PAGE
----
“It’s not a short-term decision, it’s a long-term effort,” Cashman said. “We’re betting on the ceiling of Aaron Boone and what he brings.”
Boone brings some of the résumé bullet points that seem to now be essential for the job. He is the 12th current manager to meet all of these criteria: no previous major league managing experience; between 40 and 53 years old; and at least some college education.
“He’s going to be very relatable to players, very relatable to the front office, very relatable to the media, and that’s going to give him a very good, well-rounded appeal to get his messages across and get his vision put in place,” Hinch said. “He’s going to be able to implement whatever model program he wants.
“I hope somebody could describe me that way. I would describe Dave Roberts that way; I think Craig Counsell is that way. I think some of the younger managers in our 40s all have a little bit of relatability to people around us.”
Counsell, 47, has steadily improved the Milwaukee Brewers since becoming their manager in 2015. Others in the category include Torey Lovullo, 52, who steered the Arizona Diamondbacks to an unlikely playoff berth in his debut last season; and Mickey Callaway, 42, whom the Mets hired in October after his impressive run as the Cleveland Indians’ pitching coach.
Hinch does not quite qualify for that list because the Houston job is not his first. He managed the Diamondbacks for parts of the 2009 and 2010 seasons, losing much more than he won. Hinch came to that job from Arizona’s front office and faced a learning curve Boone now confronts.
“The game was the least of my concerns,” Hinch said. “I think it’s just the volume of people that you’re responsible for: it’s ownership, it’s media, it’s the front office, it’s players, it’s agents. The enormity of the job is what shocks you.
“The actual baseball strategy part, you don’t get the job without having already done that in some capacity, whether it’s as a backup catcher or an All-Star. You’re going to have that feel, being a baseball person. It’s the other aspects of the job that are hard.”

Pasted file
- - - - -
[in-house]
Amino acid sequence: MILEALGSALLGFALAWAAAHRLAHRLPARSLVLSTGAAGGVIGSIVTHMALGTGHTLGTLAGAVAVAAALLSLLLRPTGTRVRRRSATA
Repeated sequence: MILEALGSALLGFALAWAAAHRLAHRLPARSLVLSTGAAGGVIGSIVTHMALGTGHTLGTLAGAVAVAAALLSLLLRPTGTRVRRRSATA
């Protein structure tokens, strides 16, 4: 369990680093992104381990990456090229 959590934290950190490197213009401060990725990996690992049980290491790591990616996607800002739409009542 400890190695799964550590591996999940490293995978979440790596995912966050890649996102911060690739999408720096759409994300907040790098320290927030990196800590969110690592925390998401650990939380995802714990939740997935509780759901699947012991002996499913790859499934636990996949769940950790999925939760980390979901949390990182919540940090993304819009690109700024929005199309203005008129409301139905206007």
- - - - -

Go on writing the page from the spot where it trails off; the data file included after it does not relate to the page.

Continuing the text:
As the son and grandson of All-Star players, Boone was born a baseball person. His familiarity with New York, as a player in 2003 and as a frequent press-box visitor with ESPN, will help. He guessed that his biggest adjustment would be finding his most efficient routine on game days; strategy will probably be elementary, especially if the Yankees, as expected, hire a veteran bench coach.
Boone’s ability to forge strong clubhouse relationships will be pivotal; Girardi’s lack of connection with some players was a source of concern to Cashman. Mark Teixeira, the former Yankees star who worked with Boone at ESPN, said Boone gained more important experience in the broadcast booth than he would have in the minors.
“As a minor league manager, you’re dealing with kids that are not in the big leagues; you’re dealing with a whole different set of circumstances,” Teixeira said. “Being a Double A manager, to me, has no bearing on being a big-league manager. Being a big-league bench coach, you’re giving your opinion to the manager — and that’s kind of what he did in the booth, if you think about it.”
Hal Steinbrenner, the Yankees’ managing general partner, said he knew of Boone from those telecasts and from his pennant-clinching homer for the Yankees in 2003. Other than that, he said, he was not overly familiar with his career.
“But he was here, and to me, that was significant, that he understood the market, understood my family and understood expectations here,” Steinbrenner said. “I was all for it.”
Steinbrenner did not take part in the interview process, trusting Cashman and his lieutenants. But he said he was impressed by Boone’s calmness, patience and openness to ideas.
“It’s not just the general knowledge of the game,” Steinbrenner said. “He really excelled at the analytical part of the interviews.”
One of Boone’s most critical tasks will be communicating those analytics to the players, and determining how each responds to information. Some players will crave it, Boone said, but for others it will be clutter. Boone is now the conduit from the front office to the clubhouse, charged with interpreting and relaying metrics that were unavailable when he played, from 1997 through 2009.
“I don’t think I know everything,” Boone said. “As I’ve done the job that I’ve had for the last years, as I’ve dove into these numbers and dove into the information that’s been new to us, more often than not, when I flush things out, I find there’s pretty tremendous value in these things.”
For all of the numbers, though, Boone said that what most excites him is the players he now can influence. He said he planned to meet in person with catcher Gary Sanchez, whose defensive lapses frustrated Girardi. He has spoken to some players already and texted with others.
Boone said he burns to win a championship and welcomes high expectations. But he would not define success in those terms. He wants to immerse himself in the process of winning, and said he knows how it starts.
“I’m going to really care about these guys,” Boone said. His hope, he added, was that ““I’m going to love these guys and they’re going to love me back.”